Riders in the Hoka Hey Challenge make their way through Lawton - KSWO, Lawton, OK- Wichita Falls, TX: News, Weather, Sports. ABC, 24/7, Telemundo -

Riders in the Hoka Hey Challenge make their way through Lawton

LAWTON, Okla._Motorcyclists from all over the world are passing through Lawton as part of a cross-country endurance ride.

The Hoka Hey Challenge is named after the call of the Sioux Indians and it is designed to test the rider's physical, mental and emotional strength. They started in Key West, Florida and will go all the way to Homer, Alaska and then head back home. The Wind River Harley-Davidson dealership in Lawton is serving as one of only three checkpoints on the 7,600-mile course.

The event started this past Sunday and some of the riders have already passed through Lawton. Rodger Annicelli, a Florida native, stopped at the Lawton checkpoint to take a nap, and lucky for him, he found it right as his transmission gave out. This is his second time participating in the challenge.

"A lot of it means, honor, integrity, and respect. I chose to do it to kinda reach down inside myself and see how far I can push myself," said Annicelli.

Annicelli participated in the ride back in 2010 and says the feeling of driving to Alaska and seeing the view is what keeps him coming back. During the trip, he is leaving behind his wife and children but he says they support him wholeheartedly. So far, he has had to endure a lot.

"Trying to stay awake, that's the biggest thing. It's hard. Mentally, you're thinking about not messing up, making any mistakes. And emotionally, you're thinking about your family and loved ones that are left behind on this journey," said Annicelli.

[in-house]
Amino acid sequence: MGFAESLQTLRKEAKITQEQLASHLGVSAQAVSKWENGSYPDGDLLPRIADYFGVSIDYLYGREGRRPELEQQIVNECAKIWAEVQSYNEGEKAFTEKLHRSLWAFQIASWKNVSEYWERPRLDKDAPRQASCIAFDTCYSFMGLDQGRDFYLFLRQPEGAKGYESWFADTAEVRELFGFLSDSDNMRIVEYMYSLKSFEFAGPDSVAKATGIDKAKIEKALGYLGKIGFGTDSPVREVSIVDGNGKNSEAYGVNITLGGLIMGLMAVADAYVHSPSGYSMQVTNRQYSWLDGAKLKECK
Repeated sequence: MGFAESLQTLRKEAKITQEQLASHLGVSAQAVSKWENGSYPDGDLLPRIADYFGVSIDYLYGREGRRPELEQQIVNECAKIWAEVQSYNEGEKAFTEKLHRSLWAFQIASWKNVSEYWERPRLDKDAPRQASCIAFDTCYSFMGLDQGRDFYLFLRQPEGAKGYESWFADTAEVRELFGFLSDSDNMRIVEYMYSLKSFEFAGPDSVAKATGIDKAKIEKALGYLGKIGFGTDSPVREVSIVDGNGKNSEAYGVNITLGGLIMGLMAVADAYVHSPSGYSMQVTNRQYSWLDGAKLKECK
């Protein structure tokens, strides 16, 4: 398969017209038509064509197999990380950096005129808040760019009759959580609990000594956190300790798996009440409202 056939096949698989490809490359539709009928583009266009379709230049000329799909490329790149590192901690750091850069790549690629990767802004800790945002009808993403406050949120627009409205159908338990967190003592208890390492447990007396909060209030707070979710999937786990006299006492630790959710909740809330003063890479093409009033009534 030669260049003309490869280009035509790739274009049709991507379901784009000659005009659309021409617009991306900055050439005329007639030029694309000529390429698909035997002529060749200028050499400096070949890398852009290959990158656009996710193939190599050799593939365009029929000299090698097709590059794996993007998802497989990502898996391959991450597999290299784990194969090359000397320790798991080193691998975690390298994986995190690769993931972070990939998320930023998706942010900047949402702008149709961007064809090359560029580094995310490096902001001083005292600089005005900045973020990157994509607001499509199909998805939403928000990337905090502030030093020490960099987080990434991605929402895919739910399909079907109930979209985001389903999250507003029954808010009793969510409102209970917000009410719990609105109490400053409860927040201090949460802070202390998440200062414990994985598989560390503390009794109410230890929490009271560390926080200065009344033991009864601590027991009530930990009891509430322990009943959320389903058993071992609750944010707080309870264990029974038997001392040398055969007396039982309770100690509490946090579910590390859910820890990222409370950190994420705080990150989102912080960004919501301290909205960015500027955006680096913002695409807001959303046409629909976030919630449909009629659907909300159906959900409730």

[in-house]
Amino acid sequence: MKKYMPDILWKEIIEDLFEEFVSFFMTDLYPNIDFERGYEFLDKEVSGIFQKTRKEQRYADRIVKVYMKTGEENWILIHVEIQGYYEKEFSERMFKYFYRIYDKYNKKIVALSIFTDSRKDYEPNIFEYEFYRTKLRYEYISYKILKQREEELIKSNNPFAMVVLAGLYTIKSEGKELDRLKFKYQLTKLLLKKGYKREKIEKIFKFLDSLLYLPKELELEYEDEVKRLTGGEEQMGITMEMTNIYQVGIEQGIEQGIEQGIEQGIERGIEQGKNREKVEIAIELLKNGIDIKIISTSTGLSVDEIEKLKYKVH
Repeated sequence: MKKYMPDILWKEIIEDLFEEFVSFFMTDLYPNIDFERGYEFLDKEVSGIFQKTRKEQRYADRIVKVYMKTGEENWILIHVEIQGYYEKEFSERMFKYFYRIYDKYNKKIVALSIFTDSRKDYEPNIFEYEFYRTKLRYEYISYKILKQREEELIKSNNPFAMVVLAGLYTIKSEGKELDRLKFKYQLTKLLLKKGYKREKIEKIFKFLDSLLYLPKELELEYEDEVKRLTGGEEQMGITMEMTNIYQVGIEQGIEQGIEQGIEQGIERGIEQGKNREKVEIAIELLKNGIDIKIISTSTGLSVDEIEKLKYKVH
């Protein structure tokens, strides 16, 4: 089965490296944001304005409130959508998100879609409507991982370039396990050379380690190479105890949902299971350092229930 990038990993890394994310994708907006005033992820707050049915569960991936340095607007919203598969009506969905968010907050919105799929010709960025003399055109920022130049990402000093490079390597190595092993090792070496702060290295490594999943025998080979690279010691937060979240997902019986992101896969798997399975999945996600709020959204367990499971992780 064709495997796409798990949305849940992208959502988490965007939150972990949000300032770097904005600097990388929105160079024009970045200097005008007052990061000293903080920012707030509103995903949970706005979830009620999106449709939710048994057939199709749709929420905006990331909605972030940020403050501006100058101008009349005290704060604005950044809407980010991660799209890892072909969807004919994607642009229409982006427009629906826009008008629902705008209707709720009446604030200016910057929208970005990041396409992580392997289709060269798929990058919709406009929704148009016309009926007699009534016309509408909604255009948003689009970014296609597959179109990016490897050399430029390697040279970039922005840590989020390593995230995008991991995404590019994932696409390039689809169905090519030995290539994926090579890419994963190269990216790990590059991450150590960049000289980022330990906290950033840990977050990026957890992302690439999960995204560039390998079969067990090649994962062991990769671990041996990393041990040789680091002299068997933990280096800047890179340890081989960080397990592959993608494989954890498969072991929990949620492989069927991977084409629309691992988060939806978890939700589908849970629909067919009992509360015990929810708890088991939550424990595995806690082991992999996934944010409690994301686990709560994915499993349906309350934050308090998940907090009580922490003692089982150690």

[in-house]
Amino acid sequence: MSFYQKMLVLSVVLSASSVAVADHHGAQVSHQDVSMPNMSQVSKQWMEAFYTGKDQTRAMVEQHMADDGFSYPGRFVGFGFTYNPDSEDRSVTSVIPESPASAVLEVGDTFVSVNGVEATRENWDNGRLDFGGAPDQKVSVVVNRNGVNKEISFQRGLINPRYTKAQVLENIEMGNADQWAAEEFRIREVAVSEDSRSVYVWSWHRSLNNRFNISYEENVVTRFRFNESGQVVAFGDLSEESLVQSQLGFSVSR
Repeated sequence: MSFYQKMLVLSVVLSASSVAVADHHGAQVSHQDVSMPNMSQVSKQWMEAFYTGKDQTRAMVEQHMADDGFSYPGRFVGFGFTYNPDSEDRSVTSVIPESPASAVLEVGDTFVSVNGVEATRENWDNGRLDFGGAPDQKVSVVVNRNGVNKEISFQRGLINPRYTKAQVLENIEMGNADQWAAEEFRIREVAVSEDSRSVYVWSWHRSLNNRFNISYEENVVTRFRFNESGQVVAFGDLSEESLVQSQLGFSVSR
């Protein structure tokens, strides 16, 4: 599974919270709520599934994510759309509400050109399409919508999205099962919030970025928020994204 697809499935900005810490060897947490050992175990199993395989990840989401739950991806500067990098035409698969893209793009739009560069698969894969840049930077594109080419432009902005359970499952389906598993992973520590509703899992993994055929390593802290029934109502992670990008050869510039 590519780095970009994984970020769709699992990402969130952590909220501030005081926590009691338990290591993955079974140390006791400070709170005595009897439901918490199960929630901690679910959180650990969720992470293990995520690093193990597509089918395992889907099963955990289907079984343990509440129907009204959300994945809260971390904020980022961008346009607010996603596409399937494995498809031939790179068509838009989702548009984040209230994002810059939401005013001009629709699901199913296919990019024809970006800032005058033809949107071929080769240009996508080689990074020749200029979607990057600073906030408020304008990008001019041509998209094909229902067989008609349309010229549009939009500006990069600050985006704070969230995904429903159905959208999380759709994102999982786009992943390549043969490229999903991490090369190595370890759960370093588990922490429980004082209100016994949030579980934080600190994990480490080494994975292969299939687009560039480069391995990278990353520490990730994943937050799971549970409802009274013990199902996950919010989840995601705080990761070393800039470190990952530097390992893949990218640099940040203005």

Kim Johnson, Wind River Harley-Davidson marketing director, says they've been working around the clock to accommodate riders like Annicelli, whose bike they've been working on for hours. This event has been somewhat of a short endurance challenge for them as well.

"Some have had no sleep and we've been here 24 hours working on bikes that needed service as they come in, and feeding them and getting them ready to go again," said Johnson.

Annicelli says during this journey, he's had the opportunity to meet people from all walks of life. He even met a rider from Norway.

"You meet people along the way and you get to listen to their stories and their backgrounds and where they're from. And what they're searching for as well," said Annicelli.

He isn't sure how many started this year, but often times people start and don't finish the 7,600 mile course. In 2010, Annicelli was able to finish the challenge, driving back and forth between Florida and Alaska, in about three weeks. Annicelli says this time when he reaches Alaska, he'll be spending a little more time there relaxing.

You can learn more about the Hoka Hey Challenge and track the riders progress here.

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